First, the tightening remains moderate: ‘only’ USD200Bn, or 9.5% of the original differential. The tightening arose from a strong recovery of business lending from early-2011 onwards (following a sharp fall during which the differential actually widened), whereas mortgage lending remained flat.
Second, risk-weights on residential and commercial real estate lending actually increase when the sector suffers and property prices collapse. The US experienced a large fall in both residential and commercial real estate prices. As defaults on those mortgages and foreclosures soared, risk-weights increased.
It is then very likely that, from a capital utilisation point of view, lending to businesses was as profit-maximising – if not more – as extending credit for real estate purposes. Indeed, daily corporate bankruptcies started normalising from early 2010, whereas house prices continued declining until mid-2012.
It also looks like much of this new corporate lending has been driven by large corporations (for acquisitions and share buybacks), which are less capital intensive for banks (especially at the moment, as many of them are sitting on large piles of cash, USD1.6Tr according to Moody’s, and growing at rapid pace – 12% p.a.). Moreover, the latest data seems to indicate that real estate lending is making a comeback.
At the end of the day, it looks a little premature to say that US banks have found the way to bypass Basel to fund industrial companies and SMEs…
Nevertheless, there is some glitter of hope. The UK regulator PRA warned banks that they may have to increase risk-weights on mortgage lending, hence increasing the amount of capital necessary to fund those loans and making them slightly less attractive to maximise profitability, relatively to other asset classes. This is ironic though. Risk-weights have been introduced and encouraged by regulators over the last twenty years, and still very few of them seem to understand the inherent capital allocation distortion they lead to…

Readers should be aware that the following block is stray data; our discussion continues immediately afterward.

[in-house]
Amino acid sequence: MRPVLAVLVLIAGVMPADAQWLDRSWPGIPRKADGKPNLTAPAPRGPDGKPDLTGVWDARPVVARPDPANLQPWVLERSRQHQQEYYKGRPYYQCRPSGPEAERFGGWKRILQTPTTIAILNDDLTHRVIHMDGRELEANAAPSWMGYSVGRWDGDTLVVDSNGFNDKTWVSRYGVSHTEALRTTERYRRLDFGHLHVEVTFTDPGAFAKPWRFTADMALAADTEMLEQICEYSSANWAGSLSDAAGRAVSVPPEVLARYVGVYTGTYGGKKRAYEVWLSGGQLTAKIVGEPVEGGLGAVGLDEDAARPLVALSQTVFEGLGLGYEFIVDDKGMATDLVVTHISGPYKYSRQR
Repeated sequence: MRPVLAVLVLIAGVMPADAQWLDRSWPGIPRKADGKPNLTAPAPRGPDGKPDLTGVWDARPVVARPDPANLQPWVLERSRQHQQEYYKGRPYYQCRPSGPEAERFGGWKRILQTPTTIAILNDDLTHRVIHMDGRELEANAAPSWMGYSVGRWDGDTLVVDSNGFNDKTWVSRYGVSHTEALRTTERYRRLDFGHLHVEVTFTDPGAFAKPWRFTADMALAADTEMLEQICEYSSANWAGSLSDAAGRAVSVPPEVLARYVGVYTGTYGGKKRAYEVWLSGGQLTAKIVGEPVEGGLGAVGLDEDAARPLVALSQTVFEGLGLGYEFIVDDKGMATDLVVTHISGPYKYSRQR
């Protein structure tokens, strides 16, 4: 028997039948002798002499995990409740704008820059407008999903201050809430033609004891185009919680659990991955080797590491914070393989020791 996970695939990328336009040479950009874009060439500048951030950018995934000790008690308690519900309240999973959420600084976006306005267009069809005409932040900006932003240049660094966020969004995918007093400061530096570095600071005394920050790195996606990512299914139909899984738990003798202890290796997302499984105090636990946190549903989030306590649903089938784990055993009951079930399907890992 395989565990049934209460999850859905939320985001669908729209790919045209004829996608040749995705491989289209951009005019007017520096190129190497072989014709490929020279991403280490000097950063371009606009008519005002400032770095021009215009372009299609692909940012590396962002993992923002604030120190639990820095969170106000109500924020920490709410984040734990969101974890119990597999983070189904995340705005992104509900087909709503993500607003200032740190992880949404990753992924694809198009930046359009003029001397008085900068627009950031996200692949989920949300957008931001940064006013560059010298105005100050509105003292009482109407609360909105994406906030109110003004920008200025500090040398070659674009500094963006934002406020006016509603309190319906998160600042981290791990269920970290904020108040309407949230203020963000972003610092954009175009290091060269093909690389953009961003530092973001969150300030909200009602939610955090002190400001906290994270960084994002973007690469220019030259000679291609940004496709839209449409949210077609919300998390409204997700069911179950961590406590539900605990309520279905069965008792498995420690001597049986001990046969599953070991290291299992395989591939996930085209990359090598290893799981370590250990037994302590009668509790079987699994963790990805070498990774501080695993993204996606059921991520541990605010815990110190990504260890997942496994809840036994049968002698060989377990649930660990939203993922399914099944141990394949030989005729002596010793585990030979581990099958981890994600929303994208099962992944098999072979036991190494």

I had a dream: that RWAs and Basel’s economically distortive rules were abolished and we were going back to the pre-1988 consensus of similar industrial and mortgage lending volume. Perhaps we would witness fewer housing bubbles and more economic growth*… But that’s just a dream.
* And be spared of ignorant ‘secular stagnation’ ideas that ignore the economic dynamics at the micro level…
PS: reduced blogging activity over the past 10 days due to work and travel… I’ll try to catch up soon.
Thomas Piketty’s new book, Capital in the 21st Century, is both controversial and a great success. Despite its flaws, its success reflects growing concerns that need to be addressed. I finished reading the book a few weeks ago and actually found it quite interesting (apart from its nonsensical last section) and easy to read. I am not going to review it here: there are already possibly 1,000 reviews available online, focusing on the underlying economic theory or on the data-picking of the book.
One thing struck me though: the lack of explanation as to why the data evolves the way it does. Piketty seems to believe that this is the result of a ‘fundamental and inherent’ characteristic of capitalism (‘r > g’). Fair enough, but despite all his expertise in the unequality area, Prof Piketty seems to lack the necessary knowledge in other economic and finance areas to reach the right conclusions.
He uses the three following charts to demonstrate the evolution of wealth as a share of national income throughout the last few centuries.
A lot of people have already pointed out that most of what Piketty sees as ‘rise’ in inequality in fact emanates almost entirely from housing bubbles… This is obvious for Britain and France, though I am surprised by Piketty’s US chart as the US clearly experienced a housing bubble as well, which seems not to be reflected in in his wealth data: US housing roughly represented the same share of wealth in 2010 as in 1990. This may be due to the fact that, in 2010, US housing prices had collapsed, which is not captured by Piketty’s chart (which isn’t smooth enough, i.e. one data point every 20 years).
Piketty admits several times in his book that ‘bubbles’ were partly the underlying cause of those rises. Yet, to him, those bubbles seem to be fundamental features of capitalism and government must intervene by redistributing the increased capital stock. As I mentioned a couple of weeks ago, I encourage him to dig into Basel banking regulations, which distort lending by benefiting housing and were implemented almost exactly when housing wealth started rising. He would probably notice that a large part of the increase in pre-crisis wealth inequality was due to a combination of banking regulation and interest rates below their ‘natural’ level*, both creatures of government intervention, not of free market capitalism…